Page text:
Waddling Squirrels and Nesting Grebes – Lymm Dam

by Russ on August 29, 2012

A short drive from the middle of Manchester is the charming village of Lymm. The village offers great strolls and sights including a fascinating war memorial. Lymm is also unique as within a stones throw from the village centre is the Lymm Dam, a tranquil and peaceful setting for walkers and nature lovers.

Great Crested Grebes at Lymm are using fresh green grasses to form their nest.With the large amount of rain we’ve had this Summer the dam is currently extremely high, giving visitors the perfect opportunity  to witness the overflows and waterfalls at full force. The waters are clear and if you watch for long enough you will be able to spot the lazy shapes of large fish beneath the surface slowing meandering their way through the dangling tree branches. Out in the middle of the water are also a pair of Great Crested Grebes who have just completed a nest.

Surrounding the water is a perfect mixture of dense forest and open lawns. It was here that an age old question can finally be answered. Ok maybe not an age old question but it still stands – how do squirrels move on the ground? If you’ve ever seen a squirrel moving around on the floor it most likely bounded along fairly quickly. It seems the squirrels of Lymm are slightly more laid back.

Instead of wasting energy hopping, these squirrels prefer to slowly ‘waddle’  across the forest floor, making sure not to let their tails touch the ground. They seem to have little fear of people and are very curious (whilst being cautious), slowly walking within a few feet, standing on hind legs and giving you an expectant look.

If you’re looking for a peaceful getaway from the busy city, check out Lymm Dam. You can use the postcode WA13 9NJ which will take you directly to Lymm. Park up and head South and you’ll find the dam easily.

Your Wildlife Spot

Six Mute Swan Signets at the canal, Bury.

This week’s Wildlife Spot comes from Bernie who took some pictures of a family group of Mute Swans on the canal in    Bury. Mute swans are the only year long resident swan species in the UK and as a general rule, male and female do pair up for life. Signets like these will stay with their parents for six months before the adults chase them away to reduce competition for future broods.

It’s worth noting that, as far as I know, nobody has ever suffered from a broken arm from a swan’s wing. The closest anybody has come was a researcher who received a broken nose during a swan census. If you have a story of cheeky swans (or have ever got on the wrong side of one) feel free to leave a comment below sharing your story.

Keep your pictures coming in and you may well appear in future blogs.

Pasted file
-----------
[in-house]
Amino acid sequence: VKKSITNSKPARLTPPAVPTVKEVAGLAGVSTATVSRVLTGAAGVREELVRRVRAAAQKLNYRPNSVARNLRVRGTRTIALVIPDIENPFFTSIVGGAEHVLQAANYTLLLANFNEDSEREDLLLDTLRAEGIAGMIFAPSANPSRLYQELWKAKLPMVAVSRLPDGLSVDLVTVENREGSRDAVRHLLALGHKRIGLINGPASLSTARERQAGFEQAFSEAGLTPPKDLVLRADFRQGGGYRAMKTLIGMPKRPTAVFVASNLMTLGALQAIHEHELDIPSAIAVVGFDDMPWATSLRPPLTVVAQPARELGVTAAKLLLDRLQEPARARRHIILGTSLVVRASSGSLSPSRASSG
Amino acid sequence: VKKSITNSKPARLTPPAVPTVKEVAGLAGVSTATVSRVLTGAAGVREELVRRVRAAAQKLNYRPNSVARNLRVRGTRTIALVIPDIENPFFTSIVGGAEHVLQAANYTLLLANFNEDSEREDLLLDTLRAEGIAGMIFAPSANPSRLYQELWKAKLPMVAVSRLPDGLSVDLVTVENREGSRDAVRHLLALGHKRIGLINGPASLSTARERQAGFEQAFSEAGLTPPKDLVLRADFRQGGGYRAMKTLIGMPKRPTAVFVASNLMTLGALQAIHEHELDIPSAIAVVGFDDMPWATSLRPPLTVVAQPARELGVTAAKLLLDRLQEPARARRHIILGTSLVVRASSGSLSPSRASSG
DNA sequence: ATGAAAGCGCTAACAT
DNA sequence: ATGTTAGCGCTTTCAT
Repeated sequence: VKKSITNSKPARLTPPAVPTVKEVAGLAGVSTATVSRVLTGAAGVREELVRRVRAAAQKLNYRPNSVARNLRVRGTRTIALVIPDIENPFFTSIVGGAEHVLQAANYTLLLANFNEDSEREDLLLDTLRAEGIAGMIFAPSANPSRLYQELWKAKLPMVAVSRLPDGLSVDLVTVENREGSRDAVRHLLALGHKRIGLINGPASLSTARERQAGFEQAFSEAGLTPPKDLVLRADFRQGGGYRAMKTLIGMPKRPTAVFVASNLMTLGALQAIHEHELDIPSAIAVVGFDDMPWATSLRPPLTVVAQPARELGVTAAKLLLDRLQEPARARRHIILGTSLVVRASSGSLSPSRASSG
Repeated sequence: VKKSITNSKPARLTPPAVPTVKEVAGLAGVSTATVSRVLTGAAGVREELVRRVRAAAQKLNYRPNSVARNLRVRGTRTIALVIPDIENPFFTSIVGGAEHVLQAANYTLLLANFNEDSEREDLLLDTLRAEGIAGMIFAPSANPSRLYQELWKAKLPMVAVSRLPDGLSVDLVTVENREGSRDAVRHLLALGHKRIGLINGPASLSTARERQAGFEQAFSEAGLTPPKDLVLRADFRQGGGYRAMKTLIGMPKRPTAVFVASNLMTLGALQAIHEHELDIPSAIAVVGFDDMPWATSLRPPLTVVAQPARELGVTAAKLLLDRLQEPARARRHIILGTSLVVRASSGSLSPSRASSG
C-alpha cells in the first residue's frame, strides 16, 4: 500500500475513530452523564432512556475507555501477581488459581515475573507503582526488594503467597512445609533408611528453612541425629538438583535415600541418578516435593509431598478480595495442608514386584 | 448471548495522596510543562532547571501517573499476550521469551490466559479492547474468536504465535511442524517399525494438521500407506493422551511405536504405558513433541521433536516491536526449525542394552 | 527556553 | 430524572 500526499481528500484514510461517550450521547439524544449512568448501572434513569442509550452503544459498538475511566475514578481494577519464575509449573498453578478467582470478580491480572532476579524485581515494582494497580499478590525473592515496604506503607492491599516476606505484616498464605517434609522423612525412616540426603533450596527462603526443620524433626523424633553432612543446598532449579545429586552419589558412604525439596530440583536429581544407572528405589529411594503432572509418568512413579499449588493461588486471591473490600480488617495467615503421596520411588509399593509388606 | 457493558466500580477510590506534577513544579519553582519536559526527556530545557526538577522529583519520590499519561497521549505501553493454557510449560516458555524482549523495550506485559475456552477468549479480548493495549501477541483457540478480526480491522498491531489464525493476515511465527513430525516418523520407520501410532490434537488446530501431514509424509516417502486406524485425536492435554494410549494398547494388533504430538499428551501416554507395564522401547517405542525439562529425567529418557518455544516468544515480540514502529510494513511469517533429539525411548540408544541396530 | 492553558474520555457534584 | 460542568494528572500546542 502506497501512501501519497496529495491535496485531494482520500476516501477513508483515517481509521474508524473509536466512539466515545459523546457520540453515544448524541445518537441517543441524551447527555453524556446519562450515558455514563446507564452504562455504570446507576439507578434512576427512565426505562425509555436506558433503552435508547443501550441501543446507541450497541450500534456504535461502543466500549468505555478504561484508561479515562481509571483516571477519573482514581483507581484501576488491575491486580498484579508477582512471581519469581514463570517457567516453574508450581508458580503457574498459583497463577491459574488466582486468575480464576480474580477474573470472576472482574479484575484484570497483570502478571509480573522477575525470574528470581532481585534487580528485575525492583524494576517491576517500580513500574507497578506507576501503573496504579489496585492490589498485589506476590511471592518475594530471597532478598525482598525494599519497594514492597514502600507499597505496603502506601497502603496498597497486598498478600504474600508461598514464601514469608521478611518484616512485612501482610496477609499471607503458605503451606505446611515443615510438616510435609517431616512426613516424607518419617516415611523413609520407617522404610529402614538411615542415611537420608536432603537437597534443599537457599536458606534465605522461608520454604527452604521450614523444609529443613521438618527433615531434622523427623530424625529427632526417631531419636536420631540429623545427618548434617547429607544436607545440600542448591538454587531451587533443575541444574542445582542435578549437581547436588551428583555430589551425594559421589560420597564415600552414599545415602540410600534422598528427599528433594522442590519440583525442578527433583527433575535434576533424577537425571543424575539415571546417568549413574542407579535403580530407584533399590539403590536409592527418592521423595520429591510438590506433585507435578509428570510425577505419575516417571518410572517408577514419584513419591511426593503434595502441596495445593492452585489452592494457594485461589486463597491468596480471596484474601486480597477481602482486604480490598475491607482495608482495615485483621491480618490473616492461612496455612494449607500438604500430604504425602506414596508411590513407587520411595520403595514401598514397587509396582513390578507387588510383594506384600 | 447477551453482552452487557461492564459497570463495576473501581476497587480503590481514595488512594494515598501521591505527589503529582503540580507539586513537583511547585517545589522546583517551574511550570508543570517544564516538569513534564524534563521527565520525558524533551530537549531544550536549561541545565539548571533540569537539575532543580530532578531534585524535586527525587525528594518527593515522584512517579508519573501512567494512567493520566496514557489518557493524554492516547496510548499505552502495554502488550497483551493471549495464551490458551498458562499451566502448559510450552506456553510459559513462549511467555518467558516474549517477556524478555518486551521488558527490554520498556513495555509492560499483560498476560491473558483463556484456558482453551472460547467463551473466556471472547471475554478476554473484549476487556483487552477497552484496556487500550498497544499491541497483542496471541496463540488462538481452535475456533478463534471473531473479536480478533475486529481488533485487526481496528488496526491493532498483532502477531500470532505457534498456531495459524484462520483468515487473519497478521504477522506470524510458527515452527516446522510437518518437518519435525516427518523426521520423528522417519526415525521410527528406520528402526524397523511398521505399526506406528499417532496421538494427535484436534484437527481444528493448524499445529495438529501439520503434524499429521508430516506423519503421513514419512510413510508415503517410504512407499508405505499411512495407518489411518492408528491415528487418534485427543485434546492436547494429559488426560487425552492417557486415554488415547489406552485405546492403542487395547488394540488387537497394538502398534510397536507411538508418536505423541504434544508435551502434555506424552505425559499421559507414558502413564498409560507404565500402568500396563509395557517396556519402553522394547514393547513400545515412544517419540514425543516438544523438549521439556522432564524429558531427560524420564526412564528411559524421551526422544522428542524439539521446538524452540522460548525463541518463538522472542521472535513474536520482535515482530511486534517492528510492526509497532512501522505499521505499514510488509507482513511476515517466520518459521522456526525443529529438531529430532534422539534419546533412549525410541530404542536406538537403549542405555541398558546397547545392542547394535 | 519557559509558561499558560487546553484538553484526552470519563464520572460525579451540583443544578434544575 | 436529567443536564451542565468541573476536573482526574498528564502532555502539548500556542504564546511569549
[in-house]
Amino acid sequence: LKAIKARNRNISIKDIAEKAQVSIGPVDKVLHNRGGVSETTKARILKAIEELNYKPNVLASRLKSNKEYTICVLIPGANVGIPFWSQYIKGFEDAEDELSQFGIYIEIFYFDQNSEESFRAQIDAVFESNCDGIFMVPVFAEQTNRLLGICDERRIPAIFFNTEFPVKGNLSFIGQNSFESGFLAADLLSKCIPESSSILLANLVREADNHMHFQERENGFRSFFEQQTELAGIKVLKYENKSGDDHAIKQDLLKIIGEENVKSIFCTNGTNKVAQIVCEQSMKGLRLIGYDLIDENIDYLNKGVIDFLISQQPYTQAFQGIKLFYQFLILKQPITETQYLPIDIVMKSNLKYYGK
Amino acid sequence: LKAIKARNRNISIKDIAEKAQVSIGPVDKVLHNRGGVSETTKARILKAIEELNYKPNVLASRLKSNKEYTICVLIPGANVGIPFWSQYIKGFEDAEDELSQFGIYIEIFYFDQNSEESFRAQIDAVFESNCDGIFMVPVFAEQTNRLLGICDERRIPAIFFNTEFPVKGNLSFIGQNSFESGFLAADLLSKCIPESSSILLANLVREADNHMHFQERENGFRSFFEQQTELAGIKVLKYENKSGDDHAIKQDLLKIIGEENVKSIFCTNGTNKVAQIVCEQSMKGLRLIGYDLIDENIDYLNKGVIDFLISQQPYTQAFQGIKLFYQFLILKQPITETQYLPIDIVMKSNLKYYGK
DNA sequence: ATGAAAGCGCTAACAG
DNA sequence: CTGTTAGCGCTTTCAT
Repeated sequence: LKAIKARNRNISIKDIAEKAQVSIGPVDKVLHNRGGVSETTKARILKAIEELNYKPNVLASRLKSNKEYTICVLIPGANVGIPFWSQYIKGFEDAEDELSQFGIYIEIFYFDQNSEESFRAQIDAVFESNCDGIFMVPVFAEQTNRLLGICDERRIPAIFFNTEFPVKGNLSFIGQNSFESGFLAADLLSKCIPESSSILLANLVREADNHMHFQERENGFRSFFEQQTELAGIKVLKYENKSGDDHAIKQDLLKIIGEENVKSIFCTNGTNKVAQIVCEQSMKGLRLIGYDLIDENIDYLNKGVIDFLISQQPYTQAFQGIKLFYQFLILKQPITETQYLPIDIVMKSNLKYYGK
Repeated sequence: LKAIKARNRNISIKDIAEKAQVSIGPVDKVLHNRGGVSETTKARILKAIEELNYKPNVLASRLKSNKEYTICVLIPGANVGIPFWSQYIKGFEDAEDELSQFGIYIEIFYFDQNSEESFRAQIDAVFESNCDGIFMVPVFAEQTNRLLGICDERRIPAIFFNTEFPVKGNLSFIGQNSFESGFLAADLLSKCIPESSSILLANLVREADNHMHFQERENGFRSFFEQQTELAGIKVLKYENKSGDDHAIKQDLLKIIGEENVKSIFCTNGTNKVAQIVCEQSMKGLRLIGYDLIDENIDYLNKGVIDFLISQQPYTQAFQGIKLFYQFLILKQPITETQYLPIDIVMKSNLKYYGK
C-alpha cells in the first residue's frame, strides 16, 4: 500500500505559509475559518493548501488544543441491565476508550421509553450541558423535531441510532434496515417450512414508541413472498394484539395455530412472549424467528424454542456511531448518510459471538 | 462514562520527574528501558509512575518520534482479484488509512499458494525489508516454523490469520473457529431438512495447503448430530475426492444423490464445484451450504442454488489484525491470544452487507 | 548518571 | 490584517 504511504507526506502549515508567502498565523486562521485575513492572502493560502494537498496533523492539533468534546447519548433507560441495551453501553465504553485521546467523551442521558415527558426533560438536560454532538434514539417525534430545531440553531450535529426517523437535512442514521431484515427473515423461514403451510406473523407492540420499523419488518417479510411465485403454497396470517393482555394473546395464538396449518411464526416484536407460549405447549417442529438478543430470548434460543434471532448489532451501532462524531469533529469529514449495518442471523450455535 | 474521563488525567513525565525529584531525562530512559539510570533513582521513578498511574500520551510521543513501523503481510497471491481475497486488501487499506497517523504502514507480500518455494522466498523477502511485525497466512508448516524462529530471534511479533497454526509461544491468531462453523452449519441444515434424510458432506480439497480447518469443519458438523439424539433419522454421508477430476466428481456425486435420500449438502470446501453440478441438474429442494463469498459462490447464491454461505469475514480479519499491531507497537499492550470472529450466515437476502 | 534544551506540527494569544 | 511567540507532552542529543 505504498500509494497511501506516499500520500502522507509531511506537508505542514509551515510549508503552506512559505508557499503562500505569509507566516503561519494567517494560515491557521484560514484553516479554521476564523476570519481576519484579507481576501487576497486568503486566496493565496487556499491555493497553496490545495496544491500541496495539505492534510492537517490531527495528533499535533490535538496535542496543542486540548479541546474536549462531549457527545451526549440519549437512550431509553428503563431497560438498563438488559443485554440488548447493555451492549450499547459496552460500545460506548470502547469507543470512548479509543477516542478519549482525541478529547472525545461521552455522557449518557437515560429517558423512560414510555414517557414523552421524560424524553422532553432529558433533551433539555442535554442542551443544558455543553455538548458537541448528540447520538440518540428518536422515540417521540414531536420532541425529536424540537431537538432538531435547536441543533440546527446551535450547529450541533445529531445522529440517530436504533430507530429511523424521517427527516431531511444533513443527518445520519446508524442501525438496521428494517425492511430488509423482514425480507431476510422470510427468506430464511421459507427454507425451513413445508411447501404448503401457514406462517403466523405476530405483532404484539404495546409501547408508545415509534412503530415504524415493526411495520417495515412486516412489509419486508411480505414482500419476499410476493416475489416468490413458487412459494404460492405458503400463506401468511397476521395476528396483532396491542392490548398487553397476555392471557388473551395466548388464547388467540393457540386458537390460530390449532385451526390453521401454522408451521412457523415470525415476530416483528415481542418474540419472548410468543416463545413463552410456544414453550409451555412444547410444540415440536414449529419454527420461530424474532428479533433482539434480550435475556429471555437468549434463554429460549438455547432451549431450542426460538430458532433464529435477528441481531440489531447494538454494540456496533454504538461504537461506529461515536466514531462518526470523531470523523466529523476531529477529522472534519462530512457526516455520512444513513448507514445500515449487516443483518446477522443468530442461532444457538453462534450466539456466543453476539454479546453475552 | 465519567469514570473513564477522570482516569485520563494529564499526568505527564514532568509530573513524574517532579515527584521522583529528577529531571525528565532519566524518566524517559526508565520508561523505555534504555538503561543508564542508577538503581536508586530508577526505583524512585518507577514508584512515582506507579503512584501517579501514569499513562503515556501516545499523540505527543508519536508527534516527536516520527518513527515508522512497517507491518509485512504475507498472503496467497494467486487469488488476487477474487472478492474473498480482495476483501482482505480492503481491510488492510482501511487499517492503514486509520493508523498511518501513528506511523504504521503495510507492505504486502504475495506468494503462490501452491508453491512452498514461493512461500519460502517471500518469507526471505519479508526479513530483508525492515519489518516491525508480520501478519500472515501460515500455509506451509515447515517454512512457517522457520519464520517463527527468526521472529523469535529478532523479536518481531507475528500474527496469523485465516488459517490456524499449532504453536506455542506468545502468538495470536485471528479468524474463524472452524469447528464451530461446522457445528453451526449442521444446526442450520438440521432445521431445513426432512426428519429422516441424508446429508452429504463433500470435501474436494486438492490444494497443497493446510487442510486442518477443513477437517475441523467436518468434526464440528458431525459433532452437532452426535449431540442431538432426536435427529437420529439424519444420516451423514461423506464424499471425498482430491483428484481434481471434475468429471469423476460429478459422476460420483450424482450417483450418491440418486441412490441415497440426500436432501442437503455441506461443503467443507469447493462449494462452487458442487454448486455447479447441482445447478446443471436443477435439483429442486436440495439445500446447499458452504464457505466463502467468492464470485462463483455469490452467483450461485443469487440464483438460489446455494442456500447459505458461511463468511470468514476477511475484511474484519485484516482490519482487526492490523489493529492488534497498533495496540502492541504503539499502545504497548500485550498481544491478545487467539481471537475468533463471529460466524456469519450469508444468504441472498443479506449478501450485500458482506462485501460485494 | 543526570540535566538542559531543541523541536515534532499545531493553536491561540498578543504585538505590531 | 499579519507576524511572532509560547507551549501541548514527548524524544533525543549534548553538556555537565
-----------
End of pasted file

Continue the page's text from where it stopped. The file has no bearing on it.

Russ

 

 


{ 2 comments… read them below or add one }

bernie September 3, 2012 at 6:16 pm

The Lymm Dam sounds like an attractive place – will give it a visit.

I was out walking last week (28/8/12) and came across a a sighting of mallard ducks when I was walking down the River Hodder in the Ribble Valley.

The path ran between the river on the left and a farmers field on the right and I saw two big “flocks” of mallards, one on the river bank and also one in the field. (is that the right term for a lot of ducks ?)

I have never seen so many ducks in one group and I was wondering if it is usual to see so many together ?

Talking with somebody else in the group, they said they thought the farmer was “farming” the mallards – again is that usual ?

I have emailed you two pics – one of the river ducks and one of the field ducks.

Bernie

Reply

Russ September 7, 2012 at 10:12 am

Hi Bernie,

At this time of year mallards are going through their yearly moult, when the birds lose their old set of feathers and grow a new one. As a result this means the can’t fly terribly well and tend to be fairly inactive. We’ve had a few questions asking where all the male mallards have disappeared to but in reality they haven’t gone anywhere, they simply look just like the females. This could be for camourfladge as during the moult, birds are in greater need of camouflage from predators.

However, in your case I think your friend is right and these are farm ducks. In the next blog I’ll post your picture to demonstrate, but the breast and body of the ducks you saw are much bulkier so I would guess they are a domestic breed of mallard. By the size of them they look like they’re being bred for meat, as the larger breeds aren’t generally prolific egg layers.

Hope this answers your question, stay tuned to see you pictures in the next blog,

Russ

Reply

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